As I wrote on day 1, the goal of this website is to investigate “the potential (of sound-altering audio technologies) to create meaning for the people who experience these new sounds.” This can be as broad as audio-tape domesticating and institutionalizing surveillance, or a limited as attempting to decode the visual language of different electric guitar models (via my endless uploads of obscure vintage guitar paper items) and attempting to understand how, if at all, that certain vintage microphone preamp design really does make a tangible difference in the effect of a recording. Through it all, though, what’s crucial to me is the idea that /we make tools to serve certain ends/ …and then (also)… /our tools create and dictate our behavior/. It’s this dynamic that I find fascinating about any technology, any medium… since I work in sound + music, I investigate it on this particular plane.
I was recently reminded where this idea comes from; or at least how it first came to me; I was reminded that it stems from the writings of Marshall McLuhan, via books of his I picked up at various library-book-sales while in high school. McLuhan was an academic and a media critic, but in the highly progressive and experimental time that was the late 1960s, he was able to cross over into the popular sphere, and the many millions of copies of his books in circulation guaranteed that any curious kid would find them eventually. Not long after I first discovered McLuhan, I was off to college where I would study semiotics and cultural theory (along with music); McLuhan was rarely mentioned in my courses. I can’t recall why this was, but he was not part of the program. Nonetheless, the basic premise of McLuhan’s theories: ‘We shape our tools, and thereafter our tools shape us’: this is parallel to the most basic principle of semiotics; the idea that /language does not describe that which is in the world/, but rather /we can only understand and ‘see’ the world through the filter of language/. To put it another way: language is essentially limiting. And: our tools do not ‘let us do whatever we want to do,’ but instead limit and in some cases dictate what we do.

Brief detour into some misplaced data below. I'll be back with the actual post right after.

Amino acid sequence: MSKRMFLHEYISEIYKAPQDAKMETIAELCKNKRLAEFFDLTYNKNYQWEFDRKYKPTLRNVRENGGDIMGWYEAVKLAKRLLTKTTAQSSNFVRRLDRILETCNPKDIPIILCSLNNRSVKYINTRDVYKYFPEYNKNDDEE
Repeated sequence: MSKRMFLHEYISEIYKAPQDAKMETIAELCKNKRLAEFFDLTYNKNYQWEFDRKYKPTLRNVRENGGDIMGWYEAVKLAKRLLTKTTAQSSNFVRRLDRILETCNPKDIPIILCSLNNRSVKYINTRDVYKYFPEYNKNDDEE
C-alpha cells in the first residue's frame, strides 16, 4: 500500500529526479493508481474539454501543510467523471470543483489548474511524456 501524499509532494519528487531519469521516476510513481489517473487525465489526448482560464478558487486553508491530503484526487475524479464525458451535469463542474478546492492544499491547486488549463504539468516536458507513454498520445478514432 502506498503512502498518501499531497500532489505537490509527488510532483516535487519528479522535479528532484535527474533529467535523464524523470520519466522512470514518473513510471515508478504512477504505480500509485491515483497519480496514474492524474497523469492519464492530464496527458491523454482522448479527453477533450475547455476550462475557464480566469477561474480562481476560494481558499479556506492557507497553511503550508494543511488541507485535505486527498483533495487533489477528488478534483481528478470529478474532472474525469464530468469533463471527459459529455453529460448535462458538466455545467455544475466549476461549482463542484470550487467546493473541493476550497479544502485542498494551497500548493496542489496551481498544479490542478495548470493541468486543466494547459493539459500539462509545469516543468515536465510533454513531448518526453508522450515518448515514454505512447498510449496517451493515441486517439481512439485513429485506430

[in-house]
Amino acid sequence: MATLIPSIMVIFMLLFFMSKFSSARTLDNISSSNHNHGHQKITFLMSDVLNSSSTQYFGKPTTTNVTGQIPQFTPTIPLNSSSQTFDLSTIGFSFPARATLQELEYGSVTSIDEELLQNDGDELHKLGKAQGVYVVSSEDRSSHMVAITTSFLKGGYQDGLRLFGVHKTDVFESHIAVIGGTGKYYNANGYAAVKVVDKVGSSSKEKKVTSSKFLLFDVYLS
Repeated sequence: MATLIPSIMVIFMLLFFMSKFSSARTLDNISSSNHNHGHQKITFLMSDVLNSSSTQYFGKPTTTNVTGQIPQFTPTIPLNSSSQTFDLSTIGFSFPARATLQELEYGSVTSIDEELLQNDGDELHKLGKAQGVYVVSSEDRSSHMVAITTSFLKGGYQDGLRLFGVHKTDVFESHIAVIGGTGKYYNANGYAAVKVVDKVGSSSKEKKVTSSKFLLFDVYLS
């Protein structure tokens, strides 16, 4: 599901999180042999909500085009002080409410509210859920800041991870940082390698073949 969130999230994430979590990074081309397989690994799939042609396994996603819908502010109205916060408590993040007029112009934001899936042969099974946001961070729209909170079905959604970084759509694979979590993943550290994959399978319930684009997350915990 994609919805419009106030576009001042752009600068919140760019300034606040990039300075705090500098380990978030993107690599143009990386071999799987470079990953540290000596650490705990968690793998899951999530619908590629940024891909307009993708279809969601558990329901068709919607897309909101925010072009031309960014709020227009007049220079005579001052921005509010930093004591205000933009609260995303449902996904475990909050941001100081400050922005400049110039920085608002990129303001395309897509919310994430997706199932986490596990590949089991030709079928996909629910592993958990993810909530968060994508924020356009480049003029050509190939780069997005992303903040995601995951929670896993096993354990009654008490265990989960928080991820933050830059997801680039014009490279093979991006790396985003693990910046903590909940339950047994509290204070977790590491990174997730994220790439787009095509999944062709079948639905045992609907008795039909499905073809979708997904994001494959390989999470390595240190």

Our friends J+C visited recently; C manages a bookstore and is therefore very up-to-date on the latest publications. C mentioned that Douglas Coupland recently wrote a book on Marshall McLuhan; I am a big fan of both of these writers so this is great news to me. NEways… a few days later, McLuhan and Coupland popped up again in this NYT article. McLuhan is apparently experiencing a resurrection in academic circles. At the university where I teach, E and I are the only faculty to teach semiotics, so I don’t know how true this as; but much like everything comes-around in music, I imagine certain thinkers can regain a footing in academia.
I realize that this post has absolutely nothing to do with audio in particular, but MM has everything to do with why I think it’s interesting and important to look closer at the audio tools and technology that we use, and to (at least) try to understand how these tools and technologies interact with our work and our creative goals. You can find a copy of his Understanding Media virtually anywhere.